Perception and cognition rely on processing performed in a distributed network of cortical areas. These areas communicate through feedforward, lateral, and feedback corticocortical connections. Our long-term goal is to understand the function of corticocortical feedback circuitry, which has been proposed to underlie a number of functions but remains poorly understood. Previous work has attempted to elucidate the function of feedback by reversibly inactivating higher cortex with either pharmacological or cooling methods, and measuring effects in single neurons in lower cortex. While important, this previous work suffers from critical limitations. Inactivation has limited specificity, usually involving large swaths of cortex and thus neurons with different functional properties. Measuring the consequences on lower cortex using only single neuron firing rates would fail to capture any effects of feedback on network coordination, which much recent work suggests may be central to cortical function. Previous studies have also often neglected to determine the laminar location of their recordings: feedback connections are laminar-specific, thus their effects may vary through the targeted cortical columns. In this study we will use optogenetic methods, combined with multielectrode neurophysiology, to elucidate the function of corticocortical feedback in the macaque visual cortex. Guided by preliminary results, our working hypothesis is that these connections are functionally-specific and alter the coordination among targeted neurons. This coordination may in turn enhance the coupling to downstream target networks.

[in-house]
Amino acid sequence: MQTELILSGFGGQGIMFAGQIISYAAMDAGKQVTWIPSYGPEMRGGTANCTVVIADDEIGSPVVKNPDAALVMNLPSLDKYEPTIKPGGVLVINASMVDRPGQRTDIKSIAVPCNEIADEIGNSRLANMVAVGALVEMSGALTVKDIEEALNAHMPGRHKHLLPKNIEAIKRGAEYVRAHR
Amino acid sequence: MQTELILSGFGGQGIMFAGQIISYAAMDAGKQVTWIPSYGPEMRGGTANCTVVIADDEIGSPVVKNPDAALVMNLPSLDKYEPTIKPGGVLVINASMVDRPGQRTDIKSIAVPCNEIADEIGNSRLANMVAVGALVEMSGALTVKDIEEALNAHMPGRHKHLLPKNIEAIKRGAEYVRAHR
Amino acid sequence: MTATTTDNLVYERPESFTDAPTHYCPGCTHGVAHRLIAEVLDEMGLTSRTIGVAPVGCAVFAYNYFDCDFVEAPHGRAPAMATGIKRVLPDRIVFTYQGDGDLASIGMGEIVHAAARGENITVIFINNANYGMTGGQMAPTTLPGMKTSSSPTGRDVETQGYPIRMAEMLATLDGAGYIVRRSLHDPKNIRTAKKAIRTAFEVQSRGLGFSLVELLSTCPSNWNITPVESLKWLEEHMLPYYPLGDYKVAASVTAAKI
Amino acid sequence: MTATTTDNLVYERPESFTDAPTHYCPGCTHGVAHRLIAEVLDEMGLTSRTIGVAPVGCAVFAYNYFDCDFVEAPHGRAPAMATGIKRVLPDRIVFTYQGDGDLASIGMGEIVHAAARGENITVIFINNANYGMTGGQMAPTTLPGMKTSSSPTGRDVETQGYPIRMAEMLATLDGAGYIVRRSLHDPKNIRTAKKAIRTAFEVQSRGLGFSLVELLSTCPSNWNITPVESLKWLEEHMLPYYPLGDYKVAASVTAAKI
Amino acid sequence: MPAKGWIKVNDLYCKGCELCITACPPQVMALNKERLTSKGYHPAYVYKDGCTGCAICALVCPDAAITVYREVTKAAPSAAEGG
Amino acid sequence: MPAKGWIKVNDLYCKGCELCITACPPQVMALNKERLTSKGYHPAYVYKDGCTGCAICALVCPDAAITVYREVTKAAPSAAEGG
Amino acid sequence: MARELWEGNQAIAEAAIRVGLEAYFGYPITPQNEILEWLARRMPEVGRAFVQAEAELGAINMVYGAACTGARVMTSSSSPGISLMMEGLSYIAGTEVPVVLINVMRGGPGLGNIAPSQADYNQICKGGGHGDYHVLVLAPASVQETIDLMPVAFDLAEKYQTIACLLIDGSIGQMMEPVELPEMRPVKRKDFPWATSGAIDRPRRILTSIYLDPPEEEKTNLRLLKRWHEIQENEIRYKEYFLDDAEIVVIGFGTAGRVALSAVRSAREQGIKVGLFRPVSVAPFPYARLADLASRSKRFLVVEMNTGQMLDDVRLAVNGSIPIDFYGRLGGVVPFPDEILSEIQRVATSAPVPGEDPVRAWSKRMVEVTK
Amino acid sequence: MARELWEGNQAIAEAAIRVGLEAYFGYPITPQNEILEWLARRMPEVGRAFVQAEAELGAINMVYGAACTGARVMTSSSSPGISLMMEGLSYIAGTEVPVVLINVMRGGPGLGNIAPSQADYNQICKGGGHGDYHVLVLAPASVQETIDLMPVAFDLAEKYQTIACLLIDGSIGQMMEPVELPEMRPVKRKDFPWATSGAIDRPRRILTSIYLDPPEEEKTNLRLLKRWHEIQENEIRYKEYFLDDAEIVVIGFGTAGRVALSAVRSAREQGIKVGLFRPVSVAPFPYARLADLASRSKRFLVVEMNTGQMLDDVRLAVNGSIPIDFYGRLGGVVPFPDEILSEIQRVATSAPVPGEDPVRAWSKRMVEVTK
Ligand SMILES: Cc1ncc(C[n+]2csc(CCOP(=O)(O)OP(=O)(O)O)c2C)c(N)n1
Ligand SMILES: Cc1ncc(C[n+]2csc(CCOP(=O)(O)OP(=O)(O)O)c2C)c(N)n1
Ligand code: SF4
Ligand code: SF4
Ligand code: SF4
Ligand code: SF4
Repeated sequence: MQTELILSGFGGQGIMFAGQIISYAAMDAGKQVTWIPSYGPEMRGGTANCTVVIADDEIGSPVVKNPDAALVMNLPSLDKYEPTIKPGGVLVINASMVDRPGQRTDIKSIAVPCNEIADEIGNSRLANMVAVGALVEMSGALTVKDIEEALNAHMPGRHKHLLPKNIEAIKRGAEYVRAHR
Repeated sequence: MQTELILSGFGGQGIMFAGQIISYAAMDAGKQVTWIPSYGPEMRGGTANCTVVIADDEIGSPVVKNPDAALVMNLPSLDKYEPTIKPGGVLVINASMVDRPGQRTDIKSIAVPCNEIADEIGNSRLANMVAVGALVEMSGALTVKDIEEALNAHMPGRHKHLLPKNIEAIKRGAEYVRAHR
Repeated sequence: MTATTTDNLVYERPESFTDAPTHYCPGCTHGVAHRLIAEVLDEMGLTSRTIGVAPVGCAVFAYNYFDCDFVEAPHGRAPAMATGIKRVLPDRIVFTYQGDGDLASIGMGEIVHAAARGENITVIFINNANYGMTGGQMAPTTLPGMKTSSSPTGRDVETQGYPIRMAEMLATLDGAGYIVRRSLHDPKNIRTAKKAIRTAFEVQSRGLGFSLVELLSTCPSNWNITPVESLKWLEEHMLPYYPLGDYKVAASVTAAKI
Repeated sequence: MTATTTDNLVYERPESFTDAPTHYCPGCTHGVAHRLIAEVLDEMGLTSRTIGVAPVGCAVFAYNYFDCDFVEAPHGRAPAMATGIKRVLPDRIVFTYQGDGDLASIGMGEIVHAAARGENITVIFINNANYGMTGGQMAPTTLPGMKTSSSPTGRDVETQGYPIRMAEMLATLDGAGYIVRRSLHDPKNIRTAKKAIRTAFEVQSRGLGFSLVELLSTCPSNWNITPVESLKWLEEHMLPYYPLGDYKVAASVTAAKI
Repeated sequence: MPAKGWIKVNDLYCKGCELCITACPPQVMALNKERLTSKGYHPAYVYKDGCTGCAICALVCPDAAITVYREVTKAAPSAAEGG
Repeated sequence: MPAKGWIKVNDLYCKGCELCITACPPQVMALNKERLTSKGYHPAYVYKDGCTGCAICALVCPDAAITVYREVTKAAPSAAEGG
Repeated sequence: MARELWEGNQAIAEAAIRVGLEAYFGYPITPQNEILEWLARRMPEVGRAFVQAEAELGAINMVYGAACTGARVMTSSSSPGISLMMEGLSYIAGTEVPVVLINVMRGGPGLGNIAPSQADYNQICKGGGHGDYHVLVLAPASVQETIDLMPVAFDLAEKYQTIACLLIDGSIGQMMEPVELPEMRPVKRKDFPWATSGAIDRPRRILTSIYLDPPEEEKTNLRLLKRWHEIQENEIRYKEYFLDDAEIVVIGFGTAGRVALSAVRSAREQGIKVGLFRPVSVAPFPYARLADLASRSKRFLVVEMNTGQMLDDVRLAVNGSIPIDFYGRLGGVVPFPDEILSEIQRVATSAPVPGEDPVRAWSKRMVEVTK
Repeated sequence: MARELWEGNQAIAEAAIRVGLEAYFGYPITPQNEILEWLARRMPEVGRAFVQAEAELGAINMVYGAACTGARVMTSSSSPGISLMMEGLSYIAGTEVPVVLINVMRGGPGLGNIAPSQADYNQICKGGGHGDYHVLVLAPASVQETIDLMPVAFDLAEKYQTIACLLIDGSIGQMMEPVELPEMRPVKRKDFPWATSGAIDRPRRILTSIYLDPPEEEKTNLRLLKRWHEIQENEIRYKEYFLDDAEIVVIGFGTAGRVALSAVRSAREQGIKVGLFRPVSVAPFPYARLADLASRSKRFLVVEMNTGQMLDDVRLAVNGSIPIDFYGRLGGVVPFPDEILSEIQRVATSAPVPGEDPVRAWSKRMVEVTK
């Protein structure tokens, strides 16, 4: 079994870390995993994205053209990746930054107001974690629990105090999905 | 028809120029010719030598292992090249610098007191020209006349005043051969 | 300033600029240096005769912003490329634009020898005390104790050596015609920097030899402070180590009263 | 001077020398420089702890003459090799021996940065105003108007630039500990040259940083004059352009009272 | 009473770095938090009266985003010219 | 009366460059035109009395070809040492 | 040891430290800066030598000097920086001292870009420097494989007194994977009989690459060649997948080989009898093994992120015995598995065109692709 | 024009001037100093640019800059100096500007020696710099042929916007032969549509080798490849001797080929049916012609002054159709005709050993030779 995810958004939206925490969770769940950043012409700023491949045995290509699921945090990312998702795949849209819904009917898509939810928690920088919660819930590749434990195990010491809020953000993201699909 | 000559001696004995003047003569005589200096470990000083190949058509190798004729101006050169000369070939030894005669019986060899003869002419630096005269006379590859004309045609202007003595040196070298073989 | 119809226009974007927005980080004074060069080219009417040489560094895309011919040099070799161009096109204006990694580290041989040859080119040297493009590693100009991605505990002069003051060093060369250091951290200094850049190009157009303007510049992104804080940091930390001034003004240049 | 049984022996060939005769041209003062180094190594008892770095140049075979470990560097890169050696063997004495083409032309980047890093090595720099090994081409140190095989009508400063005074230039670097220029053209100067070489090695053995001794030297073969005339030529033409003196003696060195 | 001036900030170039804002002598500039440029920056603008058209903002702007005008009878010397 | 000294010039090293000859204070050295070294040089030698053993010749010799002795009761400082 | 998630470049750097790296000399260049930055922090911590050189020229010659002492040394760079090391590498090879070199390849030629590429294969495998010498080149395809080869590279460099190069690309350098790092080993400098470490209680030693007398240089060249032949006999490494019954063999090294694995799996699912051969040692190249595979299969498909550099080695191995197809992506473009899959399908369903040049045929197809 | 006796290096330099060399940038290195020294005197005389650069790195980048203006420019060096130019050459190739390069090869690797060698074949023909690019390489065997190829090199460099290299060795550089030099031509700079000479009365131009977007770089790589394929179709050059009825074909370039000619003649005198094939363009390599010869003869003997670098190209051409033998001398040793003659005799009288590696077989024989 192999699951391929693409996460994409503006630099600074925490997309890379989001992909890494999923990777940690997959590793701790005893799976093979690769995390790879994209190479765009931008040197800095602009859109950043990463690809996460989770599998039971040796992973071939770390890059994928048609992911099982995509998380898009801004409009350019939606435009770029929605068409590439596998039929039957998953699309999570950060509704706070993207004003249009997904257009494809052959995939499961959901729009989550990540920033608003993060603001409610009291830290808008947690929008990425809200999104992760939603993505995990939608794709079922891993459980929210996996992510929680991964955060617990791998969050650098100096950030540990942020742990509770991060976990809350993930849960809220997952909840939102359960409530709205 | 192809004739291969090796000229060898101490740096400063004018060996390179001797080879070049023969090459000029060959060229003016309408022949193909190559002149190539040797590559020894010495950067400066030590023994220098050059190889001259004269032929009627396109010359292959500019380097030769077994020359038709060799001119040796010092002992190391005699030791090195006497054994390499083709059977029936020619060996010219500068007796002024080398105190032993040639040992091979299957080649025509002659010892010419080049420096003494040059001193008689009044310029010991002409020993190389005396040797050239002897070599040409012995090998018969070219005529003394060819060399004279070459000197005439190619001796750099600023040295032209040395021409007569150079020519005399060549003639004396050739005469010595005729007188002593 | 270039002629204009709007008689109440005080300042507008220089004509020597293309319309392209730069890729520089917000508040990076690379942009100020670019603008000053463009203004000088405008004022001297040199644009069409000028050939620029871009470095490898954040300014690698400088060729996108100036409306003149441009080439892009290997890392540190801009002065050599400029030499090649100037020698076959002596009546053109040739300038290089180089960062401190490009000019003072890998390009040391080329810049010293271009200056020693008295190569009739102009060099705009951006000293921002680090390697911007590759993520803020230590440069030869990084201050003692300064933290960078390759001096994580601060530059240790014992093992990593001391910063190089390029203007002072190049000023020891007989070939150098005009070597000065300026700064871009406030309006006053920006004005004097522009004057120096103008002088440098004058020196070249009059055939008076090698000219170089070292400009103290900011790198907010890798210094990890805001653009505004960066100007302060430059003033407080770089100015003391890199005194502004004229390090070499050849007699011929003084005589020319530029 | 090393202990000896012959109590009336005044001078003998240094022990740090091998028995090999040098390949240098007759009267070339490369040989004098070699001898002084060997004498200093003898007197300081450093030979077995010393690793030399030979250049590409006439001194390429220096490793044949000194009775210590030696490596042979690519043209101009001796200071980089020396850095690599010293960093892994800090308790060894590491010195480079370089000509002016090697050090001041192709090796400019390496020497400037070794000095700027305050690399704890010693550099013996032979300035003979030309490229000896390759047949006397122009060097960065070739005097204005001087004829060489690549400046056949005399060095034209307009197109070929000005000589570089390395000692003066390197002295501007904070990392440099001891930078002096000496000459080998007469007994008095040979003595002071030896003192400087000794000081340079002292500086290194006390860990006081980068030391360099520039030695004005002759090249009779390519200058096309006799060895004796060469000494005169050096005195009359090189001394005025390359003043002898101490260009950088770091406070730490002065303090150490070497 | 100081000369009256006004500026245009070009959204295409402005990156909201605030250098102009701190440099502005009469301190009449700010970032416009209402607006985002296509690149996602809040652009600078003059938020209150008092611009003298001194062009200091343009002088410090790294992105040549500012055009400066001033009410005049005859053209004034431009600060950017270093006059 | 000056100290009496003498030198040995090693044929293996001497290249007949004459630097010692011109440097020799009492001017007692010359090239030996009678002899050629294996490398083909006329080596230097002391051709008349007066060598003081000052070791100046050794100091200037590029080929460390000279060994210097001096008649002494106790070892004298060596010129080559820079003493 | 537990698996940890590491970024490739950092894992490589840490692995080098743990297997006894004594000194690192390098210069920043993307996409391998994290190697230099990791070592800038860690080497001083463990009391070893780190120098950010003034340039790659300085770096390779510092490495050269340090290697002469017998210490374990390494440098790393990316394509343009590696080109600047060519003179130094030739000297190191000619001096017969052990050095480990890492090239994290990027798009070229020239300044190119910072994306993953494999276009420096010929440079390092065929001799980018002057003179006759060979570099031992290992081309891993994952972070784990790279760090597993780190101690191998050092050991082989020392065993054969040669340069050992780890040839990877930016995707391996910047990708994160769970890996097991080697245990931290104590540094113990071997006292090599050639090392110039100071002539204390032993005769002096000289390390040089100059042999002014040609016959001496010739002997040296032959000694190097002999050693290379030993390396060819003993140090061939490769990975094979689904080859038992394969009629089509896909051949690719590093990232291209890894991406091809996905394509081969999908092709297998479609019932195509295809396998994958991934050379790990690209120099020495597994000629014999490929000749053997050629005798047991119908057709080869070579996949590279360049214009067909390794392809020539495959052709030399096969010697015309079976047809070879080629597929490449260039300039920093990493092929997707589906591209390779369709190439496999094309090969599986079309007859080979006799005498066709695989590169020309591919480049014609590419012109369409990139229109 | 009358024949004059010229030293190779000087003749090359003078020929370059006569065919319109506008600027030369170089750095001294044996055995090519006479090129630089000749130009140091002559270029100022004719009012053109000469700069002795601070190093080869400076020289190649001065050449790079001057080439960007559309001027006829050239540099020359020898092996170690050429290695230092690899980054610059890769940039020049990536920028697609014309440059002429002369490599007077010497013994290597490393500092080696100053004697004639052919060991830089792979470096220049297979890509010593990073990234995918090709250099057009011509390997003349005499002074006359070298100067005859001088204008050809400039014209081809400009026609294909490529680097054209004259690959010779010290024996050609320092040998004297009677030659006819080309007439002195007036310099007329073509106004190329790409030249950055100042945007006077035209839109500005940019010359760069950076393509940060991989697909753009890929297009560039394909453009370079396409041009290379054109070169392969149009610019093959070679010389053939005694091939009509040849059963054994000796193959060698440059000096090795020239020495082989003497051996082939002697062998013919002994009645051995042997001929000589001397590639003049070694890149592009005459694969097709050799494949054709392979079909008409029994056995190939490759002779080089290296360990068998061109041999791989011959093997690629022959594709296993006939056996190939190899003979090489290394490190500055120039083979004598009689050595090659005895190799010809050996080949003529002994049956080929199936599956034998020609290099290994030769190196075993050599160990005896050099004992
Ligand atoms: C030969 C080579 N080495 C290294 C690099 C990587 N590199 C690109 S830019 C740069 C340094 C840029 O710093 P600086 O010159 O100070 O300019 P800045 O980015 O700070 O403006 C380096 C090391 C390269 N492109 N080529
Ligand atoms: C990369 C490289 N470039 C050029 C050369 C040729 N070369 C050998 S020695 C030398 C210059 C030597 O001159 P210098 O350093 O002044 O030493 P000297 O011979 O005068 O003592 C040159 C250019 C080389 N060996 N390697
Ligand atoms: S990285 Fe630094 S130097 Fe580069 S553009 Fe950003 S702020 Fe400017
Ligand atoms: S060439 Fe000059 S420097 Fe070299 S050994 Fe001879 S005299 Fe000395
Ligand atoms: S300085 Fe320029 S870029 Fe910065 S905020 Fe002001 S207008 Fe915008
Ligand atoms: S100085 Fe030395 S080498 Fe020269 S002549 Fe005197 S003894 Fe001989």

In specific aim 1, we will test how optogenetic recruitment and silencing of small populations of neurons in cortical area V2 affects neuronal responsivity and tuning across layers of primary visual cortex (V1). Using the local field potential and small ensembles of simultaneously-recorded neurons, we will also measure how network coordination is affected by manipulating feedback. We will measure effects both in the presence and absence of visual drive, to determine how the effects of feedback depend on network state. Finally, we will evaluate how the effects of feedback depend on the functional and retinotopic alignment of the stimulation and recording site.
In specific aim 2, we will use planar electrode arrays to explore in detail the effects of feedback on the coordination of large neuronal ensembles in the superficial layers of V1, the primary output population projecting to higher visual cortex. Our experiments will provide an unprecedented view of how feedback modulates V1, how these effects depend on the relationship between the functional properties of the source and target neurons, and how feedback interacts with bottom-up sensory information. This work will form a solid basis for future work in which we will use optogenetic methods to manipulate circuits in a perceptual decision making paradigm. Disrupted corticocortical signaling has been implicating in a number of disorders, including schizophrenia and autism. By furthering our understanding of the signals provided from higher to lower cortex, our results will contribute to improved diagnosis and treatment of such disorders.
The communication between distinct areas of the cerebral cortex is central to cortical function, including perception and cognition. It is therefore not surprising that disrupted or altered corticocortical signaling has been implicated in a number of disorders, including a strong link to schizophrenia and autism. By furthering our understanding of feedback circuitry, we expect to provide important information about how higher networks modulate the function of lower ones, and how disruption of this modulation contributes to disease.